When senior leaders in organizations put their minds to it, it actually can happen. It certainly wasn’t easy, and it certainly was a lot of work and a lot of consideration, especially as they built multiple facilities around the globe. But they actually found a way to make this an innovative process to meet their goals to decarbonize and, at the same time, have an apples-to-apples comparison across their portfolio of projects, which was really important to them so that they could go back to their shareholders and to their board of management and explain why they’re making certain decisions in China, in the United States, in Indonesia, and wherever else they were building.

Christoph Schmitz: If you look at industries, innovation very often happens faster and is more radical outside the incumbent players. That is what we currently see in several spaces, where you see attackers in the, for example, electric-vehicle environment, battery factories, and others that are not incumbents.

They have the benefit—and you can see it in speed and in action—that they don’t need to change so much, but they immediately can deploy innovative processes, technologies, etcetera to be faster and more effective and efficient. At the same time, they undergo a different ROIC scheme at the capital markets that is geared more toward future growth and less toward current performance. So we currently see quite a number of players out there that are attackers and that are setting the standards for the future in terms of innovation, speed, and radical movement.

Opportunities over obstacles

Roberta Fusaro: Is there something to say about the role and importance of ecosystems and innovation in companies changing their approach to capital management?

Christoph Schmitz: If you look at how innovation and change happen, it typically requires singularities that trigger this change. It’s the nature of human beings to be complacent. We want standards, and we don’t like change. It’s very often put into a negative and threatening context: you need to change to defend, and so on. But I prefer this debate: How can we capture this opportunity for the better in all dimensions—making this a much more effective and efficient industry and accelerating the decarbonization that we need to deliver against? How can this industry contribute to this acceleration and to making this a green planet?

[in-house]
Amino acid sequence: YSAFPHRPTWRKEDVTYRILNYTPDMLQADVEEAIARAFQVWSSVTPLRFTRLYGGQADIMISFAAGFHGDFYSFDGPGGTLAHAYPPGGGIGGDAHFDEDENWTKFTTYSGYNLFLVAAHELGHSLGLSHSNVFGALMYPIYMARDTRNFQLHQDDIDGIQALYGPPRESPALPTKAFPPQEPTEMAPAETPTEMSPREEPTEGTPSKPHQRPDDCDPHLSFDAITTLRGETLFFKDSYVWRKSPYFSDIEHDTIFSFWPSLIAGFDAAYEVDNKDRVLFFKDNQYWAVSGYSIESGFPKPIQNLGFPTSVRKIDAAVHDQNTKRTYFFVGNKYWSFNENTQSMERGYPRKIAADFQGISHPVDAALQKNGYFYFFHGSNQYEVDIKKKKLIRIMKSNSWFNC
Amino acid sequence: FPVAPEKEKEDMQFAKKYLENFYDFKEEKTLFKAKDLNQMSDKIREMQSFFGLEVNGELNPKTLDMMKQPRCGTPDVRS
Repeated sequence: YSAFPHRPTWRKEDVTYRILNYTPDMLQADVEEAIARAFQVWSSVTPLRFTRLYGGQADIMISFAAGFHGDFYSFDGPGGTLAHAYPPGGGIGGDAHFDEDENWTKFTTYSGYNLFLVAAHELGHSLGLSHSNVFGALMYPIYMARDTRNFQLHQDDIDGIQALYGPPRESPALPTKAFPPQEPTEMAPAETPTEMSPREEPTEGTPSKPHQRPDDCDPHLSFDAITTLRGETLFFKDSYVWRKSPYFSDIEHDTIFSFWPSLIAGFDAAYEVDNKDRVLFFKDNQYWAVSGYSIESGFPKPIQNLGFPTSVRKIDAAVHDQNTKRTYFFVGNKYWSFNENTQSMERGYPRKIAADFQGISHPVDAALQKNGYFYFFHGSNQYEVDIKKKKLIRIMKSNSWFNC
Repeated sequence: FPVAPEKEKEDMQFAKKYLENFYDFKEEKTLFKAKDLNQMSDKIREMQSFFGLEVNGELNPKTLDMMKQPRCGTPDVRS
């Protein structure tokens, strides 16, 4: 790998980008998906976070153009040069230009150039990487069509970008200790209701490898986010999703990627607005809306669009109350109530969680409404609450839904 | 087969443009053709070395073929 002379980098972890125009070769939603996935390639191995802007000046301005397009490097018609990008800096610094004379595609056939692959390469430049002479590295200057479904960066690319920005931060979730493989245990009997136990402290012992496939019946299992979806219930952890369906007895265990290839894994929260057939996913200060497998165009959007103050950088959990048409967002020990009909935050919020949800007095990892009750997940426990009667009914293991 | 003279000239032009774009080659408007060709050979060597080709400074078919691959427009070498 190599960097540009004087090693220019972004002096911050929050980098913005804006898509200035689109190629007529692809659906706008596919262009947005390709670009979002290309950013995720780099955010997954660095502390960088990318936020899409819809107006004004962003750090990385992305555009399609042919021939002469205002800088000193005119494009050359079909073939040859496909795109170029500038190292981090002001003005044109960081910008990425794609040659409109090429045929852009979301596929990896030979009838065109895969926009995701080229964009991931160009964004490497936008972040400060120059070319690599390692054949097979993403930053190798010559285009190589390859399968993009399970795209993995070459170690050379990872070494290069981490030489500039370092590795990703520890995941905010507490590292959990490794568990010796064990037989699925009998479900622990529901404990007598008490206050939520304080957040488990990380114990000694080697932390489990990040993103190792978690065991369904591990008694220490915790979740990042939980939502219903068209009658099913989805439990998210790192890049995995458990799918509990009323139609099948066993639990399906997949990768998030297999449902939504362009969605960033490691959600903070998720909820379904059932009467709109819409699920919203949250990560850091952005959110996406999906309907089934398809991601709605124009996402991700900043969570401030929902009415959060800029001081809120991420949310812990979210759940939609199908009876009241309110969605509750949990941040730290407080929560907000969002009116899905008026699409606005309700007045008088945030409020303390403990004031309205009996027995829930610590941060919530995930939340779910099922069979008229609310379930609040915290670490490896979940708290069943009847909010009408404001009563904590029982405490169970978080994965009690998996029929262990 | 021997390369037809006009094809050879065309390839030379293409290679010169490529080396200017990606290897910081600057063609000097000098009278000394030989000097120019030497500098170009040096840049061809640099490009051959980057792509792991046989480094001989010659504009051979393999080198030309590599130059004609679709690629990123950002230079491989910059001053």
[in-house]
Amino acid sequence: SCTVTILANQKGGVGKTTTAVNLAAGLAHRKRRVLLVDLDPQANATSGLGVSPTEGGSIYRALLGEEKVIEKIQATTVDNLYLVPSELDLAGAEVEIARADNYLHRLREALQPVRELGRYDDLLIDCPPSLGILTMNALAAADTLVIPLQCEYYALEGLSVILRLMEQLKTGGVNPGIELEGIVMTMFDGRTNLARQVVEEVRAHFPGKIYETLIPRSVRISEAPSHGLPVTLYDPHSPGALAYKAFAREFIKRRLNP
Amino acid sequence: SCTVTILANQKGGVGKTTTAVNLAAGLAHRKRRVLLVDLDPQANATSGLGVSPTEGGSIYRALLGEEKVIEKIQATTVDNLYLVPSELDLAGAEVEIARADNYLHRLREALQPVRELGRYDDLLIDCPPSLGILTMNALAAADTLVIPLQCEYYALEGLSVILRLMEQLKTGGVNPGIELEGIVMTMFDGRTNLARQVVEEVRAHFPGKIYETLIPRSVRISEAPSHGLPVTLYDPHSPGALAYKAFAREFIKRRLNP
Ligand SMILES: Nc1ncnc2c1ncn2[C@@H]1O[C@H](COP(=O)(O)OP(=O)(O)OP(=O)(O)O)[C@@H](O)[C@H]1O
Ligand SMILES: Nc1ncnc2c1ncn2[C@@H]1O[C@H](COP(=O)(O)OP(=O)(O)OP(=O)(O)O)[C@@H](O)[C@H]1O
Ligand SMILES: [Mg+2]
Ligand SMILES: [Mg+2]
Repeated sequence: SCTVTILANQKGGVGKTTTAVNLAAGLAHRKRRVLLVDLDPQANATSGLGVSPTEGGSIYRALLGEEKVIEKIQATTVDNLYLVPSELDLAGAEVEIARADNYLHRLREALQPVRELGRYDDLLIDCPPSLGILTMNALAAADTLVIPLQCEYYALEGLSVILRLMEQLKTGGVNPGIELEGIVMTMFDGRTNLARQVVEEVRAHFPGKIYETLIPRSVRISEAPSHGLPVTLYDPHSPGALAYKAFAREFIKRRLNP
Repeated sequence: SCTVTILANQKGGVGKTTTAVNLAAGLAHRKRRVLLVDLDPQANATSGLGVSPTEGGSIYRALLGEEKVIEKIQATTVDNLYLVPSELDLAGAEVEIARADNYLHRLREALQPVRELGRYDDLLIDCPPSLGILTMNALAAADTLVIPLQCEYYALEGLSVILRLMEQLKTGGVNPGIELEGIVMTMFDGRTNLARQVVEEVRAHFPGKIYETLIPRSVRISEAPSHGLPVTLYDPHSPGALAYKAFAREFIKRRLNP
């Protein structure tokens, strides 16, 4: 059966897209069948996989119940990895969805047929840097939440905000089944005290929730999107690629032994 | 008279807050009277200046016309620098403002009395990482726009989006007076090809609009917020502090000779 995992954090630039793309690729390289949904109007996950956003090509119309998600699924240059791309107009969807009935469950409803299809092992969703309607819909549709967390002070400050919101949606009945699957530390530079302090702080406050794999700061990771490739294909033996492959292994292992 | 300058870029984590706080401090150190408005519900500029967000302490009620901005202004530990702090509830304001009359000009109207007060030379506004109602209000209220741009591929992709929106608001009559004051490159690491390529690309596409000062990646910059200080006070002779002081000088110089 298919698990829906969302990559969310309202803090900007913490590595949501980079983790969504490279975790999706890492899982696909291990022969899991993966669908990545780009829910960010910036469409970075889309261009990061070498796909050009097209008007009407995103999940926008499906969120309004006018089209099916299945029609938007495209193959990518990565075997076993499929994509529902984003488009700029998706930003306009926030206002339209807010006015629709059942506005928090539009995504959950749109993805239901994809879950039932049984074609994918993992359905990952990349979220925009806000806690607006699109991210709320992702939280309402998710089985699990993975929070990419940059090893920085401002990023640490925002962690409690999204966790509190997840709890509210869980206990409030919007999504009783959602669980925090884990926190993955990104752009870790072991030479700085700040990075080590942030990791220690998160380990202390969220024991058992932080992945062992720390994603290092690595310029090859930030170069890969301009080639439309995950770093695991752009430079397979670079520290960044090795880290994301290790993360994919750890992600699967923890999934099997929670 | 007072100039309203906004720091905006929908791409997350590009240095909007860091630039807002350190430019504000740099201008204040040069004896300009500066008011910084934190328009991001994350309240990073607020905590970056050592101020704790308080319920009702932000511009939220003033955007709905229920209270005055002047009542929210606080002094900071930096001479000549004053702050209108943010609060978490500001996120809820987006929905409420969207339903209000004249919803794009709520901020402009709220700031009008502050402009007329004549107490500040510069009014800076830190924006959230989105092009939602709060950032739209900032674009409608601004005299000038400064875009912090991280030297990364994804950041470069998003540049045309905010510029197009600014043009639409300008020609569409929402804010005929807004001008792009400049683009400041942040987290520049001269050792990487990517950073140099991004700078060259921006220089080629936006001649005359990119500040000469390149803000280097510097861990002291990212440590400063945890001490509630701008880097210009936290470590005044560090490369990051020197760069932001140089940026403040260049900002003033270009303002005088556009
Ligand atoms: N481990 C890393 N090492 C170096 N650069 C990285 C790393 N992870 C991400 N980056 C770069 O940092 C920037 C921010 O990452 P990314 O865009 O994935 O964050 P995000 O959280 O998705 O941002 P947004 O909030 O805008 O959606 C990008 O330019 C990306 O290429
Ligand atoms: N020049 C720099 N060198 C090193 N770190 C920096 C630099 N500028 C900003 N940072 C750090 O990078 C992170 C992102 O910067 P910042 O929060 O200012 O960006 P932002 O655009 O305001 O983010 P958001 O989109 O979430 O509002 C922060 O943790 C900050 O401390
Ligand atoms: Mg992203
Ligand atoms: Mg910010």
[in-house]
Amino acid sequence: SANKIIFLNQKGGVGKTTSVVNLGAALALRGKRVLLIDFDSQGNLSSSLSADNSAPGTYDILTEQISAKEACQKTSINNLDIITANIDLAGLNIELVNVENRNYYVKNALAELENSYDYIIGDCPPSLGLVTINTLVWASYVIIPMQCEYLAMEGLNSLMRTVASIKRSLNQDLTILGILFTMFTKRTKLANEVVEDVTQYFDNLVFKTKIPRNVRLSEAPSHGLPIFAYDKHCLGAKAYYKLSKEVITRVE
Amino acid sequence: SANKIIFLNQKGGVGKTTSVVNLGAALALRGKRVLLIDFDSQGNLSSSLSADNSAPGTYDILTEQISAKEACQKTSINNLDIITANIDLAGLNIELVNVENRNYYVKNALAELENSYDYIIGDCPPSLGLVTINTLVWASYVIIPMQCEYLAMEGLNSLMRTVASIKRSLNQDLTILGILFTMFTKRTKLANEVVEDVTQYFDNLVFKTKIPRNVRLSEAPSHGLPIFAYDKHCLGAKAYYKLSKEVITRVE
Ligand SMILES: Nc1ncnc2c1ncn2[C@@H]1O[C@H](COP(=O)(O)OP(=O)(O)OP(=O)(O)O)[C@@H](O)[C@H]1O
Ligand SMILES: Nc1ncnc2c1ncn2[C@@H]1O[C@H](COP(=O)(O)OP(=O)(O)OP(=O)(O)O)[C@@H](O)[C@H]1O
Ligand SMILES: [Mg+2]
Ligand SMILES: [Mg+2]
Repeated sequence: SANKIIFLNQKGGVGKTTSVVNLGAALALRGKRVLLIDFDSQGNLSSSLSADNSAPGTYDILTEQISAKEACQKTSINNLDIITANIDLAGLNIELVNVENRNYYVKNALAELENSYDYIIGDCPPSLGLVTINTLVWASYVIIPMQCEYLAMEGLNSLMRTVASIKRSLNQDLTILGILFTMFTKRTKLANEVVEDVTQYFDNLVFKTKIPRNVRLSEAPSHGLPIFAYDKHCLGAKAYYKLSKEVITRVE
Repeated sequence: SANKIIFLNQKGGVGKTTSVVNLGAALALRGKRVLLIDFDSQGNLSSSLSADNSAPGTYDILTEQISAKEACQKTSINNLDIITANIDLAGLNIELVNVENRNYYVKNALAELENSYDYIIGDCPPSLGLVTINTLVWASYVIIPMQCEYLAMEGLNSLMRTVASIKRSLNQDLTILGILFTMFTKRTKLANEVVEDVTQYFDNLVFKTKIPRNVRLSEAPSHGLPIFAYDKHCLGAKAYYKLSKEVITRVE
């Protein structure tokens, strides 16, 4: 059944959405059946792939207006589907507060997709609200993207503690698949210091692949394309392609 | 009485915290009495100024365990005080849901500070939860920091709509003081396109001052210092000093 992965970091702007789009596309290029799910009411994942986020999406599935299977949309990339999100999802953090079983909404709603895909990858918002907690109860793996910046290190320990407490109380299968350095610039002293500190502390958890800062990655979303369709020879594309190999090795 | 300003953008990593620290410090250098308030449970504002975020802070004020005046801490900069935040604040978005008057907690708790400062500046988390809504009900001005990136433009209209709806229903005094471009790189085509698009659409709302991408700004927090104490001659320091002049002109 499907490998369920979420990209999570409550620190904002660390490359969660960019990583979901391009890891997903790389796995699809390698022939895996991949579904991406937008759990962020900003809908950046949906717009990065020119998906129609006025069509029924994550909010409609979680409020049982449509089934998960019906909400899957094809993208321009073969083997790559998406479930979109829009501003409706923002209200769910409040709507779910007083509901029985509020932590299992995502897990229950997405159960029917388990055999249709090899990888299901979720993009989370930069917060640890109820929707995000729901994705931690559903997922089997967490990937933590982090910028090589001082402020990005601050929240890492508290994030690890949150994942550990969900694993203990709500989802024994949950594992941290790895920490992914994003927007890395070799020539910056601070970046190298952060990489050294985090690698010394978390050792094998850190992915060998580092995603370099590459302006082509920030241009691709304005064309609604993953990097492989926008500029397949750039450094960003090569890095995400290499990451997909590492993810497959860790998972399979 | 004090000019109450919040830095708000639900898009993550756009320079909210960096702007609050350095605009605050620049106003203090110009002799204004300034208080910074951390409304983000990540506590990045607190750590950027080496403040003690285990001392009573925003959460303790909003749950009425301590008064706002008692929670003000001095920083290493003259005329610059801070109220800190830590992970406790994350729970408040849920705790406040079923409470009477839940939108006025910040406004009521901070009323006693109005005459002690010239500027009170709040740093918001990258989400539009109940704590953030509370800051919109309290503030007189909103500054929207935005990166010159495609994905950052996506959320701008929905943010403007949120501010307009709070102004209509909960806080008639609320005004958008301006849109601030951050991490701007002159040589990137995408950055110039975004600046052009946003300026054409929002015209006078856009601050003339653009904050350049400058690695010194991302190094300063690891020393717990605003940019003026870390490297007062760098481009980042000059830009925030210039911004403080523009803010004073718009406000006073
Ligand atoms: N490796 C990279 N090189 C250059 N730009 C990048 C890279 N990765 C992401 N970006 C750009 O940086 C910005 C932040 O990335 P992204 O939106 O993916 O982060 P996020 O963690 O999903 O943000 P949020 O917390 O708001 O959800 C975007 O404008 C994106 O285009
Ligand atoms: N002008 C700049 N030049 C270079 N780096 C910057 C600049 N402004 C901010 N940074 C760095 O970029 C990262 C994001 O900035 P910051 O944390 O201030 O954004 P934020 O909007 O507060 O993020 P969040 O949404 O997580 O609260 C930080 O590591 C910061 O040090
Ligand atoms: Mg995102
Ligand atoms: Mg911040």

That is the debate we need. Also, change might come in a much more positive connotation than we typically see it. So it’s a huge opportunity and, at the same time, an obligation for the industry.

Steffen Fuchs: I think Christoph nailed it. The only thing I’ll say, Roberta, is if you look at our research and you see that the majority of the capital projects are 80 percent over budget and months behind schedule, you have to ask yourself the question, “What can we be doing differently to avoid similar outcomes in this day and age?” And $110 trillion to $130 trillion is a lot of money. But imagine that being 80 percent over budget. That suddenly is a whole lot more money. This question of, “What can we do differently?” That needs to be asked.

Move over opex, capex is taking center stage

Roberta Fusaro: Steffen, what can companies start to do now to change their approach to capital project management?

Steffen Fuchs: It has to be a C-suite agenda item. And in that context, it has to be linked to the company strategy. And we would say capex [capital expenditure] may be the new opex [operating expenditure] in the sense that, for the past ten years or so, most companies were focused on, “How do I work my P&L, and how do I reduce my operating cost?” Now it may actually be, “How do I work my balance sheet for the next ten years to make sure I can deliver against the capital expenditures that I need to? And how do I optimize on this front?” I think the second piece needs to be leveraging data. The conversation too often is about past experiences and what has worked in the past versus what’s working today and what’s actually happening in the field on a day-to-day basis.

And third, across the ecosystem, or the end-to-end value chain, you need to have conversations about more collaborative contracting behavior and more collaborative partnerships where it’s no longer a question of, “How do I reduce my risk and move liability from Party A to Party B”—because we all know that’s a zero-sum game—but, “How do I reduce risk period, and what do both parties need to do?”

Across the ecosystem, or the end-to-end value chain, you need to have conversations about more collaborative contracting behavior and more collaborative partnerships.

Steffen Fuchs

And we’ve seen this in many industrial industries in the past. I mean, think about the automotive industry. Think about the semiconductor industry and the aerospace industry. Everybody has gone through this transition where tier 1 suppliers, who historically have been treated as vendors, suddenly started to become component suppliers and partners to the OEMs, and they’ve been able to make that shift. We’re not talking about concepts that are way out there and that haven’t been successful in other sectors. I think it’s a matter of, “How do we apply them successfully in this space?”

Christoph Schmitz:I just want to complement all the spot-on things that Steffen said because I believe there are two more things. Number one is we will need as an industry or industries to make sure there is capability building and the right capabilities in the organizations.